Conley to Train State Appellate Judges on the Application of Social and Behavioral Sciences to Contemporary Legal Questions

  • E-mail E-mail
  • Google+
  • Reddit Reddit
John Conley

On December 15 at the North Carolina Judicial Center in Raleigh, John Conley, William Rand Kenan Jr. Professor of Law, will co-present a session to North Carolina appellate judges entitled “Behavioral Science and the Law: A Critical Assessment of Recent Developments”. The session is part of a program called “Appellate Training: New & Emerging Legal Issues” organized by the UNC School of Government.

The session will assist appellate judges in critically evaluating the application of current developments in the social and behavioral sciences (including neuroscience, psychology, anthropology, and linguistics) to contemporary legal questions. Among the specific topics that will be covered are: the use and misuse of neuroscience in determining criminal responsibility; the science of lie detection; the role of culture in determining an individual’s actions; and the use of linguistic evidence to assess whether jurors are properly carrying out their duties.

“This past summer, in a murder case called State v. McGrady, the North Carolina Supreme Court finally adopted the federal ‘Daubert’ standard for the admission of scientific and expert evidence. At the same time, courts around the country are seeing a flood of new kinds of evidence from neuroscience and other behavioral sciences,” says Conley. “North Carolina judges face the daunting task of assessing new kinds of scientific evidence under an unfamiliar legal standard. We hope that this program can give them some basic principles for distinguishing reliable science from unreliable pseudo-science.”

Conley’s research has applied the methods of anthropology, linguistics, and social psychology to such issues as juror decision-making and lay people’s understandings of the law and the legal process. He also writes and speaks on general questions of scientific evidence and is the author, with co-presenter Jane Campbell Moriarty, of Scientific and Expert Evidence. He taught for many years in the University of Virginia’s LL.M. program for judges, and directed several week-long programs for judges at Duke Law School on scientific evidence.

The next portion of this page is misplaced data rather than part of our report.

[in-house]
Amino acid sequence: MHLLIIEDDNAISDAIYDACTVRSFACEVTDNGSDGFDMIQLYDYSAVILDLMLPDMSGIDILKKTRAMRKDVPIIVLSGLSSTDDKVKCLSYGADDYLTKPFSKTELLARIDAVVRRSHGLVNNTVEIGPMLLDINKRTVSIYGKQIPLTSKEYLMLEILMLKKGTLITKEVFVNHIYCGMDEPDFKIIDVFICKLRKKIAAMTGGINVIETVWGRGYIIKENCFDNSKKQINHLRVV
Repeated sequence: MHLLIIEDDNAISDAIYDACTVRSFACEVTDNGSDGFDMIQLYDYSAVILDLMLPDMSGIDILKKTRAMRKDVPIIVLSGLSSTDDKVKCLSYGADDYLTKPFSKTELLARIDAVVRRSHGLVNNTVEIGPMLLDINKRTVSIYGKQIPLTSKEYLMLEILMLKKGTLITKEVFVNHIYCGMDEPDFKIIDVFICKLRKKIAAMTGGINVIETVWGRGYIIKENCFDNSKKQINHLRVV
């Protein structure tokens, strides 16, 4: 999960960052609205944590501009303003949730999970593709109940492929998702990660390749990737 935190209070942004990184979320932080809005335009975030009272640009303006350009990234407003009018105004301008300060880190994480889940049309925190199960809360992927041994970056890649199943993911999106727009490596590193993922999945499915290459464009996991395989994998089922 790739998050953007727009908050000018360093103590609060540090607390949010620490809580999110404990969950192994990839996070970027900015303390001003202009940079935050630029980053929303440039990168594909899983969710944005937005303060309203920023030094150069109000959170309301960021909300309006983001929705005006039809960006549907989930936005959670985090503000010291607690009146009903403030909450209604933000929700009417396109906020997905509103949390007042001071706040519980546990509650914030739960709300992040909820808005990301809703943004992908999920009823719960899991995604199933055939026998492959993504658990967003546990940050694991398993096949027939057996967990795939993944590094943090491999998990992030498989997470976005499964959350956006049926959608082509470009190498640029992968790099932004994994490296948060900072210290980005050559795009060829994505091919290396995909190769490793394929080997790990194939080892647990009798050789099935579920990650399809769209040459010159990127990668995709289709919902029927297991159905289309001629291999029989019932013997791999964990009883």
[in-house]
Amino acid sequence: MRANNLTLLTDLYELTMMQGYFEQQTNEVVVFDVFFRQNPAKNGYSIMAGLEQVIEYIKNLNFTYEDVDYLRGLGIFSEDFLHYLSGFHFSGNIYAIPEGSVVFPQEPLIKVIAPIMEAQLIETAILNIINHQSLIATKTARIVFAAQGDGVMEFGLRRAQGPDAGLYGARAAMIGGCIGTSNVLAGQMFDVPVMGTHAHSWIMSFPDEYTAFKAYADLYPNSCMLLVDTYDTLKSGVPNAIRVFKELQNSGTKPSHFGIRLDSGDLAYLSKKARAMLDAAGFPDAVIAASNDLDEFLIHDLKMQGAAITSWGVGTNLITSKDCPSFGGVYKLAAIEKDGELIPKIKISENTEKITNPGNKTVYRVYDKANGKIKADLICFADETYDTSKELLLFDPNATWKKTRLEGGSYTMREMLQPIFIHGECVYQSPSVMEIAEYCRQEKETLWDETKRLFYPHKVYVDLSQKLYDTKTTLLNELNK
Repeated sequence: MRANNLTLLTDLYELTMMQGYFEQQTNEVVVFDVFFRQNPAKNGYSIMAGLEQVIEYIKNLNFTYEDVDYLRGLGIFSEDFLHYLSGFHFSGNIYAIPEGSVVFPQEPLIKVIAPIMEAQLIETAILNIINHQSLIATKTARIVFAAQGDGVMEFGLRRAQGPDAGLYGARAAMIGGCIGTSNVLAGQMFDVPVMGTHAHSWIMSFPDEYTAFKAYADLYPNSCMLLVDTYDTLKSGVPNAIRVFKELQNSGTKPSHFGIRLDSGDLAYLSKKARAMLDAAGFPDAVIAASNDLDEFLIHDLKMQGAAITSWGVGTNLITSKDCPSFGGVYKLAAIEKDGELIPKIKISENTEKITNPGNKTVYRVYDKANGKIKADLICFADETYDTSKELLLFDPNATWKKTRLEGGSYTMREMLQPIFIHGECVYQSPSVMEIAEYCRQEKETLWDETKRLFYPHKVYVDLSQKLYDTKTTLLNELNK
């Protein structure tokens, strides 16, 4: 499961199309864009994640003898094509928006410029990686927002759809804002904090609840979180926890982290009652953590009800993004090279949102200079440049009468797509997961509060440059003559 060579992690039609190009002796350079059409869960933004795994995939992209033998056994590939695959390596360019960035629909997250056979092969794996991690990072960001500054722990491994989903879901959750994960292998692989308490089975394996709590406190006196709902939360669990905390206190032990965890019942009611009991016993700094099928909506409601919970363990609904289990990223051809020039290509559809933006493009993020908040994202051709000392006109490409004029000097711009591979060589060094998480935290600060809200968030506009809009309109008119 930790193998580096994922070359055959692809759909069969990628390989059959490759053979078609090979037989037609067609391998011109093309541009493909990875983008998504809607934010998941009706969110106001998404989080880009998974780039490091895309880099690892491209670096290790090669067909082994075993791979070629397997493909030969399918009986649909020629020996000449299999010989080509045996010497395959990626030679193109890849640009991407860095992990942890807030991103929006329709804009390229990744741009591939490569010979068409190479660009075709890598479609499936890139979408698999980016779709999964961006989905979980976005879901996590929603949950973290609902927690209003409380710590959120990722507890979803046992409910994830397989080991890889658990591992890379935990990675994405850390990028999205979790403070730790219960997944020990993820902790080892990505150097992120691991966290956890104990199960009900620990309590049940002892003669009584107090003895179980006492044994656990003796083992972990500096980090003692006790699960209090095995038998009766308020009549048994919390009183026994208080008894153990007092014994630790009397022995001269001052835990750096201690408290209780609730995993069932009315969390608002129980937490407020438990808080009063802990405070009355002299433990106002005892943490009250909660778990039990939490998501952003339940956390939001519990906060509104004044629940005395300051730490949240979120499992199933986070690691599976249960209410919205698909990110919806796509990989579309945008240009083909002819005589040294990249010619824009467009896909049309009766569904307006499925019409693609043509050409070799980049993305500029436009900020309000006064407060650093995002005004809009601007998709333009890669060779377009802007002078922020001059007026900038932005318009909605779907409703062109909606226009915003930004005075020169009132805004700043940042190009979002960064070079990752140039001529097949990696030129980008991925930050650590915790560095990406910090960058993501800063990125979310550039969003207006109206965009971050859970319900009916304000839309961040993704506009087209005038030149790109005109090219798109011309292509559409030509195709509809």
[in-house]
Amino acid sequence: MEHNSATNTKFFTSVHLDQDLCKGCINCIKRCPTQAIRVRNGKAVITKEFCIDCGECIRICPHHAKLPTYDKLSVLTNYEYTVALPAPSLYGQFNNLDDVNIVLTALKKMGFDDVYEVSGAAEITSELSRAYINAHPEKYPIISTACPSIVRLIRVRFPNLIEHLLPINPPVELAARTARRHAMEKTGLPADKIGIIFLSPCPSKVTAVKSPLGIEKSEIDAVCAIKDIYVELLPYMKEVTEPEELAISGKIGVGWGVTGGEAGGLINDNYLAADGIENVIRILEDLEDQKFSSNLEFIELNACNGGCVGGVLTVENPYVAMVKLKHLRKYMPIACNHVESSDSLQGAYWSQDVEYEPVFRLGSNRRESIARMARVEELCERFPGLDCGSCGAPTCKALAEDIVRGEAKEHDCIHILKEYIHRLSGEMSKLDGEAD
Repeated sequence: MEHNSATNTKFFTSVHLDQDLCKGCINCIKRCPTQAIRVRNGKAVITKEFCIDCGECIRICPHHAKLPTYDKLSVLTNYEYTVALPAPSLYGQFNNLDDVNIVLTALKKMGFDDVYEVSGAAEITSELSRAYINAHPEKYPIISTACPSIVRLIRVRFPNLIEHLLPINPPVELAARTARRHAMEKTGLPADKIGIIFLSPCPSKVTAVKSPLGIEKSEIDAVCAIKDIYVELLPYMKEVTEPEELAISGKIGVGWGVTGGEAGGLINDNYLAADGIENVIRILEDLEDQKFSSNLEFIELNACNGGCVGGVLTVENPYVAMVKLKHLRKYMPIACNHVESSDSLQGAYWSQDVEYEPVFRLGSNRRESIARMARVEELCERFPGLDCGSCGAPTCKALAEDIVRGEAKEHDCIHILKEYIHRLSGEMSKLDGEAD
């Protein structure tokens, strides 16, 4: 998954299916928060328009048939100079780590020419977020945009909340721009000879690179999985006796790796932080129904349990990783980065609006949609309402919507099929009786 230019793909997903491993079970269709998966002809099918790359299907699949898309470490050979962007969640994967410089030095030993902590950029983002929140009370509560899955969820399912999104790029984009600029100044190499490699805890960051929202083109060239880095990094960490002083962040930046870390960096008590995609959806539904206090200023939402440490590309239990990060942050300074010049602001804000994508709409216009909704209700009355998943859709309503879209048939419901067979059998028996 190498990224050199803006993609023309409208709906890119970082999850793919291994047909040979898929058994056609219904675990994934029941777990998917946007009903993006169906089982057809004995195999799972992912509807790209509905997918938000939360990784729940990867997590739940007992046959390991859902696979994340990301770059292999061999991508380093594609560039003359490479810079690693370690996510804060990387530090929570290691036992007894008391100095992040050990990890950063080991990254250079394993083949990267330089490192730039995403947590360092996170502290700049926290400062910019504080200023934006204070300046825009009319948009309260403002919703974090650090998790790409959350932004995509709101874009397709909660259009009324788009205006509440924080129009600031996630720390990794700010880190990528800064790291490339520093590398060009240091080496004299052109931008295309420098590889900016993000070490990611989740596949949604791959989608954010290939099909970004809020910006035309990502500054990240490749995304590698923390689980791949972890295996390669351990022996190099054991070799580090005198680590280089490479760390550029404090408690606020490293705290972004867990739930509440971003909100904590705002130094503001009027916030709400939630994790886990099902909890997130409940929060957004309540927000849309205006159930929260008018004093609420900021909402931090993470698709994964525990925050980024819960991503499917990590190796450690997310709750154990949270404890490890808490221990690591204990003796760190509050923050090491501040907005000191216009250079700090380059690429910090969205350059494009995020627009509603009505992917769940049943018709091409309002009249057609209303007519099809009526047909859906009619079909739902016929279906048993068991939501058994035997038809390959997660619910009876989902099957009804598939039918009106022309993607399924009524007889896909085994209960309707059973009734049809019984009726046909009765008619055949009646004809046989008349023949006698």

In addition to Conley, his co- presenters also bring extensive academic and practical experience related to the topics covered in the session.

Jane Campbell Moriarty is Carol Los Mansmann Chair in Faculty Scholarship and Professor of Law at the Duquesne University School of Law. She has written extensively on the role of neuroscience and law, expert and scientific evidence, and judicial decision-making. Her latest article, "Seeing Voices:  Potential Neuroscience Contributions to a Reconstruction of Legal Insanity," in the Fordham Law Review, explores the potential for neuroscience to provide better, brain-based proof of mental illnesses such as schizophrenia. She is also writing a new book, Are You Lying Now? Neurotechnology and Law, about neuroscience lie detection, for NYU Press.

Robin Conley Riner is Associate Professor of Sociology and Anthropology at Marshall University. Her recent book, Confronting the Death Penalty, published by Oxford University Press (2015), uses innovative linguistic methods to understand how capital jurors respond to the obligations imposed on them by their instructions. She also uses anthropology and linguistics to explore the broader question of how jurors balance their specific legal duties and the emotional connections that they sometimes make with the defendants, victims, and witnesses whom they encounter in the courtroom. She speaks regularly on her research to legal, judicial, and social science audiences.

-December 14, 2016

UNC School of Law | Van Hecke-Wettach Hall | 160 Ridge Road, CB #3380 | Chapel Hill, NC 27599-3380 | 919.962.5106 | Accessibility


If you are seeing this, you are either using a non-graphical browser or Netscape 4.x (4.7, 4.8, etc.) and this page appears very plain. If you are using a 4.x version of Netscape, this site is fully functional but lacks styles and optimizations available in other browsers. For full functionality, please upgrade your browser to the latest version of Internet Explorer or Firefox.